Why Programs Fail – a Book Review
First in a long series of book reviews focusing on production, debugging and developer relations
When I got my new job as developer advocate at Lightrun, one of the first things I asked for was books. Lots of books. Some of them cover my new job and others talk about debugging. I’ve been debugging for decades, but I feel like the theory around debugging is a bit vague. My goal was to bolster my terminology used by academics and peers. A secondary goal is to see how others teach ideas related to debugging.
The first book I received was “Why Programs Fail – a guide to systematic debugging” (second edition) by Andreas Zeller . I think this book is only half of the equation, the other half is Andreas’s wonderful website debuggingbook.org. I liked both even though I’m not exactly in the target demographic for either one. Andreas is a professor at Saarland University and as such has written a book and website both of which are designed as course material. They are still enjoyable without taking a course. I will qualify that both are (for the most part) mostly aimed at beginners.
I used the word mostly since the book includes some more intermediate concepts and might be difficult for complete novices. My review focuses on the book since the website is a moving target and you can probably check it out faster than you can read this.
What is it About
I was mostly looking for a debugging book. This isn’t a debugging book. At least not in the way I was hoping for, in fact his website is closer to what I was looking for in the first place.
The book is about preventing failures, by preventing/lowering bugs. It classifies and organizes the terms we use to define a bug e.g.:
- Defect – that’s a bug in the code
- Infection – incorrect program state
- Failure – observable incorrect behavior
These definitions might seem semantic and related. After all a defect will usually be the cause of an infection/failure or both. But I see his point. I see developers often fix the infection instead of the defect or fix the defect without dealing with the infection.
I’ll give an example, say we have a defect in the code that causes “undefined” values to pass into the application. That’s an infection. It went into the database which now has many cells with “undefined” as a value… That’s a failure a user might see in the UI.
A bad fix will be to have a special case for the “undefined” string that would just hide the problem. Or stopping the undefined value before it enters the database.
We need to fix the root defect.
But that’s not enough, now that we have an infection we also need to clean up the bad data.
The book doesn’t stop here, it talks about reproducibility and goes deep into testing, observability, anomalies etc.
The book spends a lot of time on the process surrounding the actual debugging. Issue tracking, testing, logging and defensive coding practices.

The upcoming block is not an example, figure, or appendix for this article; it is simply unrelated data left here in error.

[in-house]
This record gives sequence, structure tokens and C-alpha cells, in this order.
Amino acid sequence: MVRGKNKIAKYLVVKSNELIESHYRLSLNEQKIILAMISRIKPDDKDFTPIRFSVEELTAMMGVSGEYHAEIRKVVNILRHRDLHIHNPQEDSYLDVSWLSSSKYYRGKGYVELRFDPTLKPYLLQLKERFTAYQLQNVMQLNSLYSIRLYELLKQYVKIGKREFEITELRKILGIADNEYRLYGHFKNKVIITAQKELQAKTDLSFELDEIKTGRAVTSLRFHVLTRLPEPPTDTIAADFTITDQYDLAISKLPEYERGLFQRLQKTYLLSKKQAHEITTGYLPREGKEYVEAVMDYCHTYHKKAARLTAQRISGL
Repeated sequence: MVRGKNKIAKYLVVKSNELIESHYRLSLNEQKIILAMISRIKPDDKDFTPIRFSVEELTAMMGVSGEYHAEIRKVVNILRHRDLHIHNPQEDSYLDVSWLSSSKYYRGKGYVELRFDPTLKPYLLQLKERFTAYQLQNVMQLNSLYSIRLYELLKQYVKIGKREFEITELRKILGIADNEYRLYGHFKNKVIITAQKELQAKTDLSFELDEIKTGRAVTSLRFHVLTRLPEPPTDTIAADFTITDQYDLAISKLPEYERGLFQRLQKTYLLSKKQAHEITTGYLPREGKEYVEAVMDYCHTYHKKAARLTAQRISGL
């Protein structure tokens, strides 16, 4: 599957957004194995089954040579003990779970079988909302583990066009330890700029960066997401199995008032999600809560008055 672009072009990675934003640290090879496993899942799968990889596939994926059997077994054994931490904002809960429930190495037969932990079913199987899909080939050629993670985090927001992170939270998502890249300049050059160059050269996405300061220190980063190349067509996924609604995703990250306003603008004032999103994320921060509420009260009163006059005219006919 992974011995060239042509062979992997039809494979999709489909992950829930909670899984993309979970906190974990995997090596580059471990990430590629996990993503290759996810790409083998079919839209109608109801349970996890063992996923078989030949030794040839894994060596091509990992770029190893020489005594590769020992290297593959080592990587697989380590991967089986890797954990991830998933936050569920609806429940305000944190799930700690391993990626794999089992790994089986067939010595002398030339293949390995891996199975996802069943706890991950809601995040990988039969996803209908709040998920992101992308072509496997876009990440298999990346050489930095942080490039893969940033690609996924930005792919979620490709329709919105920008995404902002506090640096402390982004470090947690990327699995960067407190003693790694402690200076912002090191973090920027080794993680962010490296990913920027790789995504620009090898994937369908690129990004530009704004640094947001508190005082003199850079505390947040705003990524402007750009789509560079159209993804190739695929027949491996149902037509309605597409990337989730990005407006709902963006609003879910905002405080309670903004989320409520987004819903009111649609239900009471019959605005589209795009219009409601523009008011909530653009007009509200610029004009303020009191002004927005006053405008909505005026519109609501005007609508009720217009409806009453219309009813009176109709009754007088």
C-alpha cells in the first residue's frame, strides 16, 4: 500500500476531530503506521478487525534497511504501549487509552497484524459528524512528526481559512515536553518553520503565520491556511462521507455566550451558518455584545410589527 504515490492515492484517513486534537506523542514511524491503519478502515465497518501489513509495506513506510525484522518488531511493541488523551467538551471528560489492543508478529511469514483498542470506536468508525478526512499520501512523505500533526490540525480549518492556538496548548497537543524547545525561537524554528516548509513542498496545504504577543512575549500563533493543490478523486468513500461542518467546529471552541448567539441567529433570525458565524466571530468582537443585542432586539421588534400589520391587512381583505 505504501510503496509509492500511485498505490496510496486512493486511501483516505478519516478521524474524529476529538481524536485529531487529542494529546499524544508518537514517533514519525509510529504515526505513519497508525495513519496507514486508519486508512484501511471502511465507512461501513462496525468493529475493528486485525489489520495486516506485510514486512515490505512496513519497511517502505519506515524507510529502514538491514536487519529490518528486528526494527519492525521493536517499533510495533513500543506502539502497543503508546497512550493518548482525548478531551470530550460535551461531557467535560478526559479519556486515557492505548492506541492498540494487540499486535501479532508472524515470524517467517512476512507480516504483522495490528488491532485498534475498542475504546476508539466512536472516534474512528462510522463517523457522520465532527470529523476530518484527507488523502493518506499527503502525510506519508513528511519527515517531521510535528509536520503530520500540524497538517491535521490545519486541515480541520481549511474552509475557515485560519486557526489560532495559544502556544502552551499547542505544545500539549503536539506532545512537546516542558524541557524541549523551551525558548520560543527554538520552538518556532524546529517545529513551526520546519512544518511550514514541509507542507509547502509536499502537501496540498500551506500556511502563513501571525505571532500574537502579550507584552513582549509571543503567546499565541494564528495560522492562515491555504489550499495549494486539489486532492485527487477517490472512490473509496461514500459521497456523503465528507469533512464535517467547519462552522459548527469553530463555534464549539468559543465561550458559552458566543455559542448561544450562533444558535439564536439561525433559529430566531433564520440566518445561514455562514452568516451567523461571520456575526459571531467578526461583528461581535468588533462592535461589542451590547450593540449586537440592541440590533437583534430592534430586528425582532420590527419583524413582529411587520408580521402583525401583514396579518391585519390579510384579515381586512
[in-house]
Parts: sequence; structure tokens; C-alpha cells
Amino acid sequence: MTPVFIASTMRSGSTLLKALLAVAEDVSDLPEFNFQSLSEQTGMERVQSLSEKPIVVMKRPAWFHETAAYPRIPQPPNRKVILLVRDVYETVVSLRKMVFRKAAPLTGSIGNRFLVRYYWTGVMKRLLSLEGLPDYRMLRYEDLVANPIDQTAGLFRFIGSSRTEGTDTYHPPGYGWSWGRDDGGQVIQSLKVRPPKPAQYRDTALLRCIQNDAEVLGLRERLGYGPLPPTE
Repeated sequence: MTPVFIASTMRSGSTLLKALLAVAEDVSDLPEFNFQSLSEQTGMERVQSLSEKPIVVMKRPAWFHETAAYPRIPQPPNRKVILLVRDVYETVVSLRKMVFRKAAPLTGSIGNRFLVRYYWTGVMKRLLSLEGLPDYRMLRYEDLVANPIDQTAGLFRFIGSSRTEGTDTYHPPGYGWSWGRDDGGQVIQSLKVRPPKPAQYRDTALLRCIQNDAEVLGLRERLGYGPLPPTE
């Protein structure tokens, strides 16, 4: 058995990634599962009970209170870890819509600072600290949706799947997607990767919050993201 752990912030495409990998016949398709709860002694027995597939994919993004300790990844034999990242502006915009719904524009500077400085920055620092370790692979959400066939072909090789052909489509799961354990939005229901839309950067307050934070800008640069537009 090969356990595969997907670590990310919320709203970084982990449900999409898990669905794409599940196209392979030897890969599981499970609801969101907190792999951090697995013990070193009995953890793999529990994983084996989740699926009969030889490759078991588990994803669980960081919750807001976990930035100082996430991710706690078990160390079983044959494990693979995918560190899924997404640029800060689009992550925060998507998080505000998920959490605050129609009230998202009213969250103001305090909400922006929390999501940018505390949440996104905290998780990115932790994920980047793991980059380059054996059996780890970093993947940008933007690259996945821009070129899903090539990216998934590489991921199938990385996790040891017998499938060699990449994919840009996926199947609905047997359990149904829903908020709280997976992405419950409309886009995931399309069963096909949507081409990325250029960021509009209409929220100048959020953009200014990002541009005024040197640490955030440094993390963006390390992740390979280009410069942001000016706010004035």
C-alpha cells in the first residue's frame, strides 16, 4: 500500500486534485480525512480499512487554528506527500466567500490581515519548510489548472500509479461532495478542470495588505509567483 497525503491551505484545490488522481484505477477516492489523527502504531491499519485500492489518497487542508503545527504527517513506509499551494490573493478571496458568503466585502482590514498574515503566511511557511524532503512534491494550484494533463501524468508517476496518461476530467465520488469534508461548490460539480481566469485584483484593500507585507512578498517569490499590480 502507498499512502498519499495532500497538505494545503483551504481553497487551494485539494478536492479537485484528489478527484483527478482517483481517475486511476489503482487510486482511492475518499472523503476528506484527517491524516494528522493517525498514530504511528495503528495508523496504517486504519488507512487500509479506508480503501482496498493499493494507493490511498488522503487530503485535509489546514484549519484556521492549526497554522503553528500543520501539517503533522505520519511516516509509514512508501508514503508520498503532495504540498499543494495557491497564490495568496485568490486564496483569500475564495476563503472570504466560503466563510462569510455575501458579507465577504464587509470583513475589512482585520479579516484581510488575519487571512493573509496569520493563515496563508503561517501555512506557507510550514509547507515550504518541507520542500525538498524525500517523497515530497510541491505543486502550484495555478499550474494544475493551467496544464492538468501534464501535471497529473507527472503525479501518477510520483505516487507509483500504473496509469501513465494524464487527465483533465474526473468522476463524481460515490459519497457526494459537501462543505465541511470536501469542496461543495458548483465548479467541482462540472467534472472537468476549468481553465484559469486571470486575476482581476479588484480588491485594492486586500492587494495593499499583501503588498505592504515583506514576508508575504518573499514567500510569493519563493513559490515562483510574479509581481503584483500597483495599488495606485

What I Liked
The book is filled with anecdotes and stories that I loved. A lot of them are well known (first bug, F16 etc.) but for the target audience they might be new. As the book progresses there are more personal and lesser known stories which were my personal favorites. The basic story on the Commodore 64 made me laugh out loud.
The Lufthansa Warsaw accident was a perfect example of a workaround to a design flaw. I think I might use that in future talks, very interesting.
The explanations in the book and deduction are top notch. I particularly liked the discussion on slicing program logic to find the culprit in a case of failure. It’s a great way to explain such an elaborate process. The process of slicing is divided in a very methodical way. The process makes a lot of sense and I think I intuitively used a similar process when debugging but never actually followed a clear path like that.
I think the sections about process are especially important for beginners. Usually when we onboard college graduates we need to explain the tools and they eventually understand the theory behind this. This book might explain the theory beforehand so they might pick the tools more easily.
What I Didn’t Like
I’d like to qualify this by saying that I like the book. I think most of the problems I had relate to me. I’m not a college student and I was looking for a book about debugging. There is one objective problem about the book though: it’s out of date. This isn’t too bad. It highlights how everything stays the same in some regards. Whenever the book talks about tools (bugzilla anyone?) It feels a bit like a blast from the past.
While the core concepts in terms of developers are surprisingly similar to the ones in the book… The industry has shifted a lot. SRE, devops and QA industries completely changed the way we handle regressions and track issues. Modern APMs, log processing tools, continuous observation tools etc. are a seismic shift in our industry.
If you want to learn debugging as a beginner check out this site and also debuggingbook.org which seems like a great resource to learn debugging. This book provides the theoretical infrastructure you need to go through the whole quality process. Viewed under that lens as a tutorial it’s pretty good. The content is somewhat out of date but that doesn’t matter much if the target demographic is students.
If you want to read it to learn more about these processes I suggest bolstering it with some newer books that cover newer thinking on these subjects.
Alternatively, a 3rd edition can probably revisit a lot of the chapters and revitalize this book. Here’s hoping it will happen at some point.